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What makes a battery "High Drain" and why is this a good thing?

Discussion in 'Ask The Veterans' started by Vapro, Jan 5, 2012.

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  1. Vapro

    Vapro Full Member

    Dec 12, 2011
    Clearwater, FL
    Some bats say they are high drain, is this just a marketing ploy? What makes a PV a high drain device? Is an 18650 bat really worth $20 for it to be "high drain", or are you better off buying 2 $10 bats?

    Thanks,VAPingRObot
     
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  2. Hoosier

    Hoosier Vaping Master ECF Veteran

    Jan 26, 2010
    Indiana
    High drain, or high C, batteries are able to discharge more current, without damaging the battery or tripping a protection circuit, than a typical battery. The cheapest Li-Ion batteries can barely discharge a single amp before this tripping and damage occurs. (Note that cheap is not the price, just a reference to the manufacturing. Some places offer high drain batteries for less than other places sell cheap batteries. And I have a number of high drain batteries and never paid close to $20 for one, in fact the last pair I purchased cost me $24 for a pair shipped, or $12 each.)

    Let's assume you went with the really cheap $3 18650's and they can discharge 1 amp but it makes them a bit warm. Since we know V=IR, Voltage is equal to the product of current and resistance, we have our 1 amp that the battery can discharge and a 2.5 Ohm atomizer. Our voltage is 2.5*1, or 2.5 volts. This is less than the battery's nominal voltage, but due to the battery's chemistry and/or protection circuitry, the actual current discharged is what will produce the voltage in our circuit. This assumption means we paid $3 for a battery to damage itself and only give us 2.5 Volts for vaping. (This is referred to as voltage clipping.)

    Power=Heat=Work=VI, or Power in Watts is equal to the product of voltage and current. My assumption gives us only 2.5 Watts. If I were to spend a bit more money and get a high drain battery my power would be more than double and the act of vaping does not damage the battery. Less damage to the battery's internals means a longer useful life.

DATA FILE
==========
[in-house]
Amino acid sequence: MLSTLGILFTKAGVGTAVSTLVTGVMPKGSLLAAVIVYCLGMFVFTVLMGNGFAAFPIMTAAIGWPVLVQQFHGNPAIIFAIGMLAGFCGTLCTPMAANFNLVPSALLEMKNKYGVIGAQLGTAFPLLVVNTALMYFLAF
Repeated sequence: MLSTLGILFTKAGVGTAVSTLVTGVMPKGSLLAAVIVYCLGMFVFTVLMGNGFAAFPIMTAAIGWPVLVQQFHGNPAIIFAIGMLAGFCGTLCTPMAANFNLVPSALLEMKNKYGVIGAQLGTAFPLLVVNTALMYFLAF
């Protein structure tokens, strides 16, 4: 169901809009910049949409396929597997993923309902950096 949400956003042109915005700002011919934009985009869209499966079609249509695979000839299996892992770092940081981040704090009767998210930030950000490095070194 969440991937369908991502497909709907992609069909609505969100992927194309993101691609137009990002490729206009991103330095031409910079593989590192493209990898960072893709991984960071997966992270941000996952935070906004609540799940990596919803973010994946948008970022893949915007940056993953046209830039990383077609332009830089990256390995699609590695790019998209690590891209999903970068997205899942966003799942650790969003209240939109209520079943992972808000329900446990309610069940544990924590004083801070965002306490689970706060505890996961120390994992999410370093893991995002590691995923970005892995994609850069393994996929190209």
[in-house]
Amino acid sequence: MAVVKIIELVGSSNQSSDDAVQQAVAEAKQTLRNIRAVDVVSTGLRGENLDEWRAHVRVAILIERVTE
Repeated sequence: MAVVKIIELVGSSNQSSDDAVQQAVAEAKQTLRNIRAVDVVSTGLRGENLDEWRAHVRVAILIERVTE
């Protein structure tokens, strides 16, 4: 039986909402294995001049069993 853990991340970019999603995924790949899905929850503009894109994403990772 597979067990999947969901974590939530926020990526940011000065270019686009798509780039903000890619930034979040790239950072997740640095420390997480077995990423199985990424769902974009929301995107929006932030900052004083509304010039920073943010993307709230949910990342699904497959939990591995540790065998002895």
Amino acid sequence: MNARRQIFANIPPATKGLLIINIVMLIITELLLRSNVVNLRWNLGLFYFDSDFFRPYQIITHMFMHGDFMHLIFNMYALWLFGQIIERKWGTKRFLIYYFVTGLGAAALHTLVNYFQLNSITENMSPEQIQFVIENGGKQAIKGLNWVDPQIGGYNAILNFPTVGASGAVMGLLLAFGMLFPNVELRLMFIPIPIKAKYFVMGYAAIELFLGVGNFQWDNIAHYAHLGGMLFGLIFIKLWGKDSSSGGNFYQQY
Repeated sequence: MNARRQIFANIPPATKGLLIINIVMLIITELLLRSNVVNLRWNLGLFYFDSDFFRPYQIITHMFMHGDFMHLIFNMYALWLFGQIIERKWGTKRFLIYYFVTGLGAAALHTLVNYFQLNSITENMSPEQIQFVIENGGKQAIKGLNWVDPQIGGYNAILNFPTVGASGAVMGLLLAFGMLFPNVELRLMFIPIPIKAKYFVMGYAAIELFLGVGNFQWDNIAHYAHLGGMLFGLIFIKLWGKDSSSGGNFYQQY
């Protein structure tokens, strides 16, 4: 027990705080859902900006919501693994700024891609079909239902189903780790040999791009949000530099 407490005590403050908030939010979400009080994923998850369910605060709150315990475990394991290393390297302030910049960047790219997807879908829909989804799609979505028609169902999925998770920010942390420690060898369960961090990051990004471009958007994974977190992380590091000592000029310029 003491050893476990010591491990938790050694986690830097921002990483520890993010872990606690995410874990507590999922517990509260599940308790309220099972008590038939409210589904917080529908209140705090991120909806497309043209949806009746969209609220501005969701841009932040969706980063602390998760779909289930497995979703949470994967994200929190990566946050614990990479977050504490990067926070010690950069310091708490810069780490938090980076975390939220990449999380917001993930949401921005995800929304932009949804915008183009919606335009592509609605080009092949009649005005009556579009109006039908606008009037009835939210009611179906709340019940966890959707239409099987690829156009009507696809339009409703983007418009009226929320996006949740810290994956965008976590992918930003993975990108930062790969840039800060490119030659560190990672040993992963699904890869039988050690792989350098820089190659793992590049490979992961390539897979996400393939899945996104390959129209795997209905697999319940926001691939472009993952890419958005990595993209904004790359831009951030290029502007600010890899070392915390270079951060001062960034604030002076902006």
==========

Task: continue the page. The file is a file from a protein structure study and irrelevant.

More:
Or, if you really don't like math, I could give you a story. I purchased 6 18650's Li-Ion batteries before I knew I liked to vape over 8 Watts. They were cheap, literally $3 each, Trustfires that I had shipped from China. Within 3 months all the batteries except 1 would not last half a day of vaping, but made it a full day when they were new. Once batteries reach the half life point, they tend to go down hill very quickly. I ordered a single pair of high drain batteries for about $14 bucks a pop. By the time they arrived to my house my original cheap batteries were down to 2 being able to hold a charge at all. Now fast foward to now and I have had these new batteries for over 6 months and they still hold a full charge. All the original 6 batteries have been disposed of so $18 in the trash in about 3 months. The $28 I spent for two has lasted twice as long.

    (I did recently purchase a second high drain pair when I caught a sale at $12 each, but these are not in use yet.)

    Since I am not selling you anything, nor making any kind of profit from your battery purchases, the above cannot be marketing hype. I do have some schooling in electronics and have become a big fan of good quality high C batteries for vaping because they can save me money. When I first started with battery mods, I had the notion that I could get cheap Li-Ions and still come out ahead. I noticed the voltage clipping to be a pain when I wanted more power applied to my juice for a better vape and the damage to the batteries was quicker than I expected.

    Whichever way you go VAPingRObot, keep track of your costs and life cycle.
     
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